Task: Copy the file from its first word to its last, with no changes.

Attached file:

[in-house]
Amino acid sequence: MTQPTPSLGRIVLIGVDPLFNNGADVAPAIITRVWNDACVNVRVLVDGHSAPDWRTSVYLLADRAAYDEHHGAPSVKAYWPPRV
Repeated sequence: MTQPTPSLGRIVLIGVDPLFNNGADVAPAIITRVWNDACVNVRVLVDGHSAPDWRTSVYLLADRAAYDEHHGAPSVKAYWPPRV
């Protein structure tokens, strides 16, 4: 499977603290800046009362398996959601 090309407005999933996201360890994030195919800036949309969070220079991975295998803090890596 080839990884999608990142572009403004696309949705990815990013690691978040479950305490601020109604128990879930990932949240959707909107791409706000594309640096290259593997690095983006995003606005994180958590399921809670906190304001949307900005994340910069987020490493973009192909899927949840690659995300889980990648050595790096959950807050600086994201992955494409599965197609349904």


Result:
[in-house]
Amino acid sequence: MTQPTPSLGRIVLIGVDPLFNNGADVAPAIITRVWNDACVNVRVLVDGHSAPDWRTSVYLLADRAAYDEHHGAPSVKAYWPPRV
Repeated sequence: MTQPTPSLGRIVLIGVDPLFNNGADVAPAIITRVWNDACVNVRVLVDGHSAPDWRTSVYLLADRAAYDEHHGAPSVKAYWPPRV
């Protein structure tokens, strides 16, 4: 499977603290800046009362398996959601 090309407005999933996201360890994030195919800036949309969070220079991975295998803090890596 080839990884999608990142572009403004696309949705990815990013690691978040479950305490601020109604128990879930990932949240959707909107791409706000594309640096290259593997690095983006995003606005994180958590399921809670906190304001949307900005994340910069987020490493973009192909899927949840690659995300889980990648050595790096959950807050600086994201992955494409599965197609349904």